Is Racism Over?

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If you asked this very question to different racial and ethnic groups, you ‘ll get very different answers. Some will say no, some will say yes. Differences will occur inter and intra-racially, but why the difference in answer to a seemingly easy question? The answer to that question is complex and multifaceted.

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Racism has been a big problem in America for many years. In the past, white children in the United States were to be taught that they were more important than black children. They could see how their parents treated other races and then would begin to think that their own race is valued more than other races. We can see this in the way schools, and towns were set up, and still are set up. In the 1900s, white families often had a lot of nicer houses and were more highly educated than black children and families.

Racism was happening all around children. They could easily see how their own drinking fountains were better and nicer than blacks. Racism in our country may not be as obvious and cruel as it was in the 1900s, but it is still something that we need to be aware of, and fight against. We see racial conflicts arise within police officers, and decided that they make. Since we have grown up in a country with a strong racist background, we tend to favor our own race, over other races. There is no doubt that the civil rights movement of a half-century ago made a difference.

A variety of overt forms of discrimination were made illegal. Societal norms changed. But rooting out deep-seated and institutional racism has proven difficult. Worse, President Donald Trump has exploited this racism and fanned the flames of bigotry. The core message of the new report reflects the great insight of the civil rights leader Martin Luther King, Jr.: achieving economic justice for African-Americans cannot be separated from achieving economic opportunities for all Americans.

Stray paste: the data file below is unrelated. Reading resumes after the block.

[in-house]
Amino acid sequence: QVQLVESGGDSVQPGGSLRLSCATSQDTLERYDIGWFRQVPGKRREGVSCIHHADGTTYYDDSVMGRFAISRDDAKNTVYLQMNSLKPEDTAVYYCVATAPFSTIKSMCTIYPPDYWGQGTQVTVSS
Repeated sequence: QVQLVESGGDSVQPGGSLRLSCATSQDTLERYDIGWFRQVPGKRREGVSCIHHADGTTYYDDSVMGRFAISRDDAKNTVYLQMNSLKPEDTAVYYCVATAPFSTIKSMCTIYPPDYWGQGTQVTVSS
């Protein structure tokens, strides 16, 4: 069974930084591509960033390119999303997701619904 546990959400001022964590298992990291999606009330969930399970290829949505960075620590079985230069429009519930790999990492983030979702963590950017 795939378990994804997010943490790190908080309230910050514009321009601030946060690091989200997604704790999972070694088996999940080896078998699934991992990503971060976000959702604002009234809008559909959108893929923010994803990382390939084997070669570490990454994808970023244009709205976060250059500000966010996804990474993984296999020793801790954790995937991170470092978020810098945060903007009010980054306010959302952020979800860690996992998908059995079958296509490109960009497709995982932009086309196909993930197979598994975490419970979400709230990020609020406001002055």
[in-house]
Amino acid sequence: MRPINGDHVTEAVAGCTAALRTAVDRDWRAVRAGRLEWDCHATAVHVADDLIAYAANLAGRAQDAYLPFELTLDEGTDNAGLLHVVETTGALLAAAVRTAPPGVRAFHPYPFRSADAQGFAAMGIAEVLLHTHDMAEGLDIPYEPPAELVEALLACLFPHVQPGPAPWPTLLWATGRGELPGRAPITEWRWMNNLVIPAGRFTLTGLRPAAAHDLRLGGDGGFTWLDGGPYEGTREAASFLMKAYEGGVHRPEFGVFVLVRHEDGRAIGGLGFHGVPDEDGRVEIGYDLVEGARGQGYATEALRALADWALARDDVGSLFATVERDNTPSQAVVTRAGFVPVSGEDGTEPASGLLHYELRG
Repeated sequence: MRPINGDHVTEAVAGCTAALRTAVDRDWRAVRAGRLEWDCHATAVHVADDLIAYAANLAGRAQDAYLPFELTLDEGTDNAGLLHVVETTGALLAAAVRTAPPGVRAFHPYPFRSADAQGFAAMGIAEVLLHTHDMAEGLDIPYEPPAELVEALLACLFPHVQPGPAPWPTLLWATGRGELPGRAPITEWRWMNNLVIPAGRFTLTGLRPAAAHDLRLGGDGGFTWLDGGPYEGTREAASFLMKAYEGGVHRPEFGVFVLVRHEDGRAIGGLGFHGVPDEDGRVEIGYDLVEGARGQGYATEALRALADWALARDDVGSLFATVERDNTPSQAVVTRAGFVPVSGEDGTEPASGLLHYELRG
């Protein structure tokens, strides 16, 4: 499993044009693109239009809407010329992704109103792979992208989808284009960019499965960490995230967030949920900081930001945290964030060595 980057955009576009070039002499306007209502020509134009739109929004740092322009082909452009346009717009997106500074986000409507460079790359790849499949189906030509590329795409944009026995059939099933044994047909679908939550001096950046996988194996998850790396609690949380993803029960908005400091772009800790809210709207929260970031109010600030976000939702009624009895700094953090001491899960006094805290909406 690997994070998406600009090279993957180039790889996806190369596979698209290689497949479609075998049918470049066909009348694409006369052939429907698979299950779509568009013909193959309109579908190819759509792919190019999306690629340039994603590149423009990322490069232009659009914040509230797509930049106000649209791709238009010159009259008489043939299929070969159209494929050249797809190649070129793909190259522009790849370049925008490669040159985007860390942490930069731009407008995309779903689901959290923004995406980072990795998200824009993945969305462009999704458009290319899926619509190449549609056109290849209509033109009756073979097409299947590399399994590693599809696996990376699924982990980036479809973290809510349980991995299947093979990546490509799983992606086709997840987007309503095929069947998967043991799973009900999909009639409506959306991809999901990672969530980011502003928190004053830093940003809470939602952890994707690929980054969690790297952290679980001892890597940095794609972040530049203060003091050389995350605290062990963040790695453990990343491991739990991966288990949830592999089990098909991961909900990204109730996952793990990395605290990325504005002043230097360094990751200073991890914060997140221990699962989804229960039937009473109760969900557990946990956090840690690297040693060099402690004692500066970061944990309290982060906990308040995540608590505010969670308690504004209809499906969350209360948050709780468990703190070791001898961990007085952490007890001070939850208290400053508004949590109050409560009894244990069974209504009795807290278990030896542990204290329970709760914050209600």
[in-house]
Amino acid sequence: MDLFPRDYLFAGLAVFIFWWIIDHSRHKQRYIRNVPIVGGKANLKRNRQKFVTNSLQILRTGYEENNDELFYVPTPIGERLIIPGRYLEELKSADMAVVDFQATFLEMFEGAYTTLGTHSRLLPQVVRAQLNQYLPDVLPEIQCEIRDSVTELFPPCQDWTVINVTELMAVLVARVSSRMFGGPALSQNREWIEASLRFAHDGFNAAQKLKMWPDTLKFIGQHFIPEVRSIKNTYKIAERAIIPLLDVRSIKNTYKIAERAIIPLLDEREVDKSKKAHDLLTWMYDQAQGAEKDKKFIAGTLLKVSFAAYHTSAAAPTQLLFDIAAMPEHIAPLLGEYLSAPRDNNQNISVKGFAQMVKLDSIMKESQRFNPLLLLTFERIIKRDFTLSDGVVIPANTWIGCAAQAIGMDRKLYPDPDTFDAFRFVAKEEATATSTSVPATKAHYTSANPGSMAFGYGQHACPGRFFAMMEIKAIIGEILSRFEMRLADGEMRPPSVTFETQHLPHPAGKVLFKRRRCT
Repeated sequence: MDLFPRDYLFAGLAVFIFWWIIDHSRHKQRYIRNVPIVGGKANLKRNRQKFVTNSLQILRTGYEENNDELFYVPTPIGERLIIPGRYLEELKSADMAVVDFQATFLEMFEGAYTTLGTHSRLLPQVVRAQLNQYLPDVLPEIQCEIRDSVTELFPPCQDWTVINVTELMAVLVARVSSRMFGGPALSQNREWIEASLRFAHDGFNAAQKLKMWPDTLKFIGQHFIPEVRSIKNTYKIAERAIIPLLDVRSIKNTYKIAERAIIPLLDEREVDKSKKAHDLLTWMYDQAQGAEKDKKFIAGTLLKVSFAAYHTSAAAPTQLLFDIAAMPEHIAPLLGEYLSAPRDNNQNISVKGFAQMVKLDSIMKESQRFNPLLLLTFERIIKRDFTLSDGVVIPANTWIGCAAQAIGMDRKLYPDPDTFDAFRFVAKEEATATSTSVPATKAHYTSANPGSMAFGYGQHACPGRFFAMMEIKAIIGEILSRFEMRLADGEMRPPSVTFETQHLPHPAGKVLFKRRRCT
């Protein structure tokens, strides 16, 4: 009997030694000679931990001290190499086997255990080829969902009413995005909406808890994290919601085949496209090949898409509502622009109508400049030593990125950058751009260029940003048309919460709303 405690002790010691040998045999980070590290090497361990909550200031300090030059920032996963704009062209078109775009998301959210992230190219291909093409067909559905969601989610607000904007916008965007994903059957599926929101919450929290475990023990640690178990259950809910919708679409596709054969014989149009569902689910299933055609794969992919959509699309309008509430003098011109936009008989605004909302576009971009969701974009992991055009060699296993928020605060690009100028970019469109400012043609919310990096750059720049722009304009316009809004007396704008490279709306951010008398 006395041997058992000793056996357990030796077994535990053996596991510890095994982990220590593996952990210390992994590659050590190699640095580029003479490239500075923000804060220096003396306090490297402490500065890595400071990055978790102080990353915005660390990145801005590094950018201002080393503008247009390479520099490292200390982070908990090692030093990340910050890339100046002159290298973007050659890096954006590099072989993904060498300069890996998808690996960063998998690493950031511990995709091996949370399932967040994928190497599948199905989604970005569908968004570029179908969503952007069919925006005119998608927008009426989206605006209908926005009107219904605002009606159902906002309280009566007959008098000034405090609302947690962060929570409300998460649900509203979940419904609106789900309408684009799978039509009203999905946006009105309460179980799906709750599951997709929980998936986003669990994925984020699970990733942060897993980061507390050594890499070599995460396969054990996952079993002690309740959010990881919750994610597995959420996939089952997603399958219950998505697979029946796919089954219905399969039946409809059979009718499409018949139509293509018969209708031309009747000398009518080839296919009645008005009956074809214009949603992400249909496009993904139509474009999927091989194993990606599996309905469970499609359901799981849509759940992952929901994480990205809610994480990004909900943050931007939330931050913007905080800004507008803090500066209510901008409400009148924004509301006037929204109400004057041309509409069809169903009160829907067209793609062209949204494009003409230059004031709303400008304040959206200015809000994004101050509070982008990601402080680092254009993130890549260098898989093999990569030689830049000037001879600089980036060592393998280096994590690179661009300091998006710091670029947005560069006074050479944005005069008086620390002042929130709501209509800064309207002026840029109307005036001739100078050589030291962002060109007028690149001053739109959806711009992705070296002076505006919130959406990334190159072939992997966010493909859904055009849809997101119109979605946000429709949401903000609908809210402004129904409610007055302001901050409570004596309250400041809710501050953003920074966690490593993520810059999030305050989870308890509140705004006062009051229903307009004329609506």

King called his August 1963 March on Washington, which I joined and at which he delivered his ringing, unforgettable “I Have a Dream” speech, a march for jobs and freedom. “A majority of residents (56%) do not think people of color need to work harder to end racism while 37% believe people of color need to do more. A racial divide exists. African American (57%) and Latino (42%) residents are more likely than white Americans (32%) to say that people of color need to work harder to end racism. Half of Americans, 50%, think white and black people have an equal chance of getting ahead in today’s society. This is little changed from 46% of U.S. residents who expressed this view in a 1997 CBS News/New York Times survey.

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